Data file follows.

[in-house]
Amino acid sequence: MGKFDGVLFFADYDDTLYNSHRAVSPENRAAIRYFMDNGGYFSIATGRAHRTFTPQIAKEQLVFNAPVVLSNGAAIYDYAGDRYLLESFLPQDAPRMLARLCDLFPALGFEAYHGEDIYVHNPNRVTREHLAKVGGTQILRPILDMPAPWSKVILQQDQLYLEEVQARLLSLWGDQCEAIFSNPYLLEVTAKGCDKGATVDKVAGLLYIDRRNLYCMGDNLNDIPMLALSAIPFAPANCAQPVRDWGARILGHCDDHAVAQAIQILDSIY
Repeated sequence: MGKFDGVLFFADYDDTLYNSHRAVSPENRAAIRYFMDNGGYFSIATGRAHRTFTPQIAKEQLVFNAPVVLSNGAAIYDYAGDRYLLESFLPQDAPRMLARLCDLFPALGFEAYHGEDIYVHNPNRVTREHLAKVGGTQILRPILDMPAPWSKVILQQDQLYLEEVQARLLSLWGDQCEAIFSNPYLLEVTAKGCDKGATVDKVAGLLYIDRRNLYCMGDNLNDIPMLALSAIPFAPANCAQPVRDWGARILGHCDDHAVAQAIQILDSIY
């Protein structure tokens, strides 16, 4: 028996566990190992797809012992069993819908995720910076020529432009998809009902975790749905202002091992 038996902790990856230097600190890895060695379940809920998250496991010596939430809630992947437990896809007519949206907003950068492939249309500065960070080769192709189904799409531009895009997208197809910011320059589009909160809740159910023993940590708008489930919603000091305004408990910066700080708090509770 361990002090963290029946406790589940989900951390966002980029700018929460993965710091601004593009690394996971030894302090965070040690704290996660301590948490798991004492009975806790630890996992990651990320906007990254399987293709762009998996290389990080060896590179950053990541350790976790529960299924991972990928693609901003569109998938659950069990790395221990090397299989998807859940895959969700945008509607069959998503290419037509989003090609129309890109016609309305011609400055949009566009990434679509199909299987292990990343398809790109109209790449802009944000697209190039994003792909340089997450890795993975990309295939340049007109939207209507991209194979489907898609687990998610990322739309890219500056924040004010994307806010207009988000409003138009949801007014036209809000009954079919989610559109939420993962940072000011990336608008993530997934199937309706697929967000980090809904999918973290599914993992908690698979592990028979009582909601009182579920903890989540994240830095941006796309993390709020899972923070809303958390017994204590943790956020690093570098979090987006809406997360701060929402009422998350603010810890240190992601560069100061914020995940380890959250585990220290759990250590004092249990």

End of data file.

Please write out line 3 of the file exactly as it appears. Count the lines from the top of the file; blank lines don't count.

Repeated sequence: MGKFDGVLFFADYDDTLYNSHRAVSPENRAAIRYFMDNGGYFSIATGRAHRTFTPQIAKEQLVFNAPVVLSNGAAIYDYAGDRYLLESFLPQDAPRMLARLCDLFPALGFEAYHGEDIYVHNPNRVTREHLAKVGGTQILRPILDMPAPWSKVILQQDQLYLEEVQARLLSLWGDQCEAIFSNPYLLEVTAKGCDKGATVDKVAGLLYIDRRNLYCMGDNLNDIPMLALSAIPFAPANCAQPVRDWGARILGHCDDHAVAQAIQILDSIY